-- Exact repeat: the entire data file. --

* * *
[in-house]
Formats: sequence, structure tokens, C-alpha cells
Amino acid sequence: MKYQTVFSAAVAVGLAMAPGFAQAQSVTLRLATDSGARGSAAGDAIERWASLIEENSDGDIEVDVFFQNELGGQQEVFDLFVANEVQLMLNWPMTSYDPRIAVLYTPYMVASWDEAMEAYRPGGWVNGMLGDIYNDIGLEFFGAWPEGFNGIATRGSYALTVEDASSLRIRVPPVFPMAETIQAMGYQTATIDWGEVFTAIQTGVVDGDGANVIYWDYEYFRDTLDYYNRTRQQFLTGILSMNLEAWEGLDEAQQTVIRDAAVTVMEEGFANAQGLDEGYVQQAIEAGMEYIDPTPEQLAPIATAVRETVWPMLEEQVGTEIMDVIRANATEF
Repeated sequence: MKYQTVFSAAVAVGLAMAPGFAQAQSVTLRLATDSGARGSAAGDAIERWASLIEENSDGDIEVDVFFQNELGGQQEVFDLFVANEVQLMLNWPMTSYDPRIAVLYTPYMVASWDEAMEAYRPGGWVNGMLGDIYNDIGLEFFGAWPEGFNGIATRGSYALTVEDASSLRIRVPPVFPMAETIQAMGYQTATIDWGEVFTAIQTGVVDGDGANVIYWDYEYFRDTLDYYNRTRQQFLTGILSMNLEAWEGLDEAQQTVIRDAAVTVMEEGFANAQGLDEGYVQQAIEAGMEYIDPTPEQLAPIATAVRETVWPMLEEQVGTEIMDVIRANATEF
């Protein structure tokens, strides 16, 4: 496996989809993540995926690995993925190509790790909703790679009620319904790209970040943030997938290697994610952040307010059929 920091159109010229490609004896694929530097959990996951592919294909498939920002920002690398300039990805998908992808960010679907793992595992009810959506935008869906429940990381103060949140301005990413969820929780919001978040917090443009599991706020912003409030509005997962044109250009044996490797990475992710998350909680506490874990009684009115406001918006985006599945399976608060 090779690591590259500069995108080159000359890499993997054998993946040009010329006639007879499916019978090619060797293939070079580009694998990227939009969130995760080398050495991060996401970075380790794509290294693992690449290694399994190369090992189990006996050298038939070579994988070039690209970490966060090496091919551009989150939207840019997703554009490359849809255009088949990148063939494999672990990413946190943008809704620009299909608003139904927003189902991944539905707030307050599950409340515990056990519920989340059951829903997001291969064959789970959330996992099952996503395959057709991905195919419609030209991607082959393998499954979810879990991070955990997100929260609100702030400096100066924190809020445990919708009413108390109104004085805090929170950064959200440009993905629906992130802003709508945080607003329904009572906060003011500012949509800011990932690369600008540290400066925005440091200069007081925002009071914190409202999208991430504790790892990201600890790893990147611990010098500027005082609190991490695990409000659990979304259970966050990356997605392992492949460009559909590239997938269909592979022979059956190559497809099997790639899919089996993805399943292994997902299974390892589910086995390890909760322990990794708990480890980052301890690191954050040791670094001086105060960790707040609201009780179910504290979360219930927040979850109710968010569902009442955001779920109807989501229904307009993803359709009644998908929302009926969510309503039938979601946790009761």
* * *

[in-house]
Formats: sequence, structure tokens, C-alpha cells
Amino acid sequence: MKYQTVFSAAVAVGLAMAPGFAQAQSVTLRLATDSGARGSAAGDAIERWASLIEENSDGDIEVDVFFQNELGGQQEVFDLFVANEVQLMLNWPMTSYDPRIAVLYTPYMVASWDEAMEAYRPGGWVNGMLGDIYNDIGLEFFGAWPEGFNGIATRGSYALTVEDASSLRIRVPPVFPMAETIQAMGYQTATIDWGEVFTAIQTGVVDGDGANVIYWDYEYFRDTLDYYNRTRQQFLTGILSMNLEAWEGLDEAQQTVIRDAAVTVMEEGFANAQGLDEGYVQQAIEAGMEYIDPTPEQLAPIATAVRETVWPMLEEQVGTEIMDVIRANATEF
Repeated sequence: MKYQTVFSAAVAVGLAMAPGFAQAQSVTLRLATDSGARGSAAGDAIERWASLIEENSDGDIEVDVFFQNELGGQQEVFDLFVANEVQLMLNWPMTSYDPRIAVLYTPYMVASWDEAMEAYRPGGWVNGMLGDIYNDIGLEFFGAWPEGFNGIATRGSYALTVEDASSLRIRVPPVFPMAETIQAMGYQTATIDWGEVFTAIQTGVVDGDGANVIYWDYEYFRDTLDYYNRTRQQFLTGILSMNLEAWEGLDEAQQTVIRDAAVTVMEEGFANAQGLDEGYVQQAIEAGMEYIDPTPEQLAPIATAVRETVWPMLEEQVGTEIMDVIRANATEF
């Protein structure tokens, strides 16, 4: 496996989809993540995926690995993925190509790790909703790679009620319904790209970040943030997938290697994610952040307010059929 920091159109010229490609004896694929530097959990996951592919294909498939920002920002690398300039990805998908992808960010679907793992595992009810959506935008869906429940990381103060949140301005990413969820929780919001978040917090443009599991706020912003409030509005997962044109250009044996490797990475992710998350909680506490874990009684009115406001918006985006599945399976608060 090779690591590259500069995108080159000359890499993997054998993946040009010329006639007879499916019978090619060797293939070079580009694998990227939009969130995760080398050495991060996401970075380790794509290294693992690449290694399994190369090992189990006996050298038939070579994988070039690209970490966060090496091919551009989150939207840019997703554009490359849809255009088949990148063939494999672990990413946190943008809704620009299909608003139904927003189902991944539905707030307050599950409340515990056990519920989340059951829903997001291969064959789970959330996992099952996503395959057709991905195919419609030209991607082959393998499954979810879990991070955990997100929260609100702030400096100066924190809020445990919708009413108390109104004085805090929170950064959200440009993905629906992130802003709508945080607003329904009572906060003011500012949509800011990932690369600008540290400066925005440091200069007081925002009071914190409202999208991430504790790892990201600890790893990147611990010098500027005082609190991490695990409000659990979304259970966050990356997605392992492949460009559909590239997938269909592979022979059956190559497809099997790639899919089996993805399943292994997902299974390892589910086995390890909760322990990794708990480890980052301890690191954050040791670094001086105060960790707040609201009780179910504290979360219930927040979850109710968010569902009442955001779920109807989501229904307009993803359709009644998908929302009926969510309503039938979601946790009761």